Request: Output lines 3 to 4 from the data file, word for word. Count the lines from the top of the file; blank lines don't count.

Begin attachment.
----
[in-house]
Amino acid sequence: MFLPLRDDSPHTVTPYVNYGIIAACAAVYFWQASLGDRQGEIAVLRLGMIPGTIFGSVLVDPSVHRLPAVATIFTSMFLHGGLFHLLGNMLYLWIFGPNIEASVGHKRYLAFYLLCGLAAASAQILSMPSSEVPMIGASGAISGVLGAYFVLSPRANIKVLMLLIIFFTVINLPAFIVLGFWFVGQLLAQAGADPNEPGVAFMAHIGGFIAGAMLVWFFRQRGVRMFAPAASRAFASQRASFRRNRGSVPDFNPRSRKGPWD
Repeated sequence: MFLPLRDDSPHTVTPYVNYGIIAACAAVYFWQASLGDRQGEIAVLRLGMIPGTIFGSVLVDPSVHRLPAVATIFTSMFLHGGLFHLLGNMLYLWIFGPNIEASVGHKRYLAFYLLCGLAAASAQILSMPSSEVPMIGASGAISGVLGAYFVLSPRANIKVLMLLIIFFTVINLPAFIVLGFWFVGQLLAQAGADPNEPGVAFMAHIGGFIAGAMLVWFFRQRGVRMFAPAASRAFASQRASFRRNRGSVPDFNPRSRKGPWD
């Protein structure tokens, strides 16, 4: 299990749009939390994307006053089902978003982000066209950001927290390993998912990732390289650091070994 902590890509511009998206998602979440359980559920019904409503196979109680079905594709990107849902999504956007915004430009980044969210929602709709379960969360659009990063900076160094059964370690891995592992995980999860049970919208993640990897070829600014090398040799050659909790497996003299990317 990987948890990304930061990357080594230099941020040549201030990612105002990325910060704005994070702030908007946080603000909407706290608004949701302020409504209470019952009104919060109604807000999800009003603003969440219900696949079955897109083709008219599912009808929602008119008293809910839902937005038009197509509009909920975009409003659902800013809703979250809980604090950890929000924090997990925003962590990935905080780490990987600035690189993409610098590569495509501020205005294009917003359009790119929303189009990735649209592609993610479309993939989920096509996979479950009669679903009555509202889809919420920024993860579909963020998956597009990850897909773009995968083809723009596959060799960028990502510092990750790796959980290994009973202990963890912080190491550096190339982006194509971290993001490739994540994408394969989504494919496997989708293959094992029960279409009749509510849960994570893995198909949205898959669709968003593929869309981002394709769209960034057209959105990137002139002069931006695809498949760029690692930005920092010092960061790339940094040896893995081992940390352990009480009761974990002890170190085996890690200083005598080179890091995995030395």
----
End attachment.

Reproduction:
Repeated sequence: MFLPLRDDSPHTVTPYVNYGIIAACAAVYFWQASLGDRQGEIAVLRLGMIPGTIFGSVLVDPSVHRLPAVATIFTSMFLHGGLFHLLGNMLYLWIFGPNIEASVGHKRYLAFYLLCGLAAASAQILSMPSSEVPMIGASGAISGVLGAYFVLSPRANIKVLMLLIIFFTVINLPAFIVLGFWFVGQLLAQAGADPNEPGVAFMAHIGGFIAGAMLVWFFRQRGVRMFAPAASRAFASQRASFRRNRGSVPDFNPRSRKGPWD
């Protein structure tokens, strides 16, 4: 299990749009939390994307006053089902978003982000066209950001927290390993998912990732390289650091070994 902590890509511009998206998602979440359980559920019904409503196979109680079905594709990107849902999504956007915004430009980044969210929602709709379960969360659009990063900076160094059964370690891995592992995980999860049970919208993640990897070829600014090398040799050659909790497996003299990317 990987948890990304930061990357080594230099941020040549201030990612105002990325910060704005994070702030908007946080603000909407706290608004949701302020409504209470019952009104919060109604807000999800009003603003969440219900696949079955897109083709008219599912009808929602008119008293809910839902937005038009197509509009909920975009409003659902800013809703979250809980604090950890929000924090997990925003962590990935905080780490990987600035690189993409610098590569495509501020205005294009917003359009790119929303189009990735649209592609993610479309993939989920096509996979479950009669679903009555509202889809919420920024993860579909963020998956597009990850897909773009995968083809723009596959060799960028990502510092990750790796959980290994009973202990963890912080190491550096190339982006194509971290993001490739994540994408394969989504494919496997989708293959094992029960279409009749509510849960994570893995198909949205898959669709968003593929869309981002394709769209960034057209959105990137002139002069931006695809498949760029690692930005920092010092960061790339940094040896893995081992940390352990009480009761974990002890170190085996890690200083005598080179890091995995030395």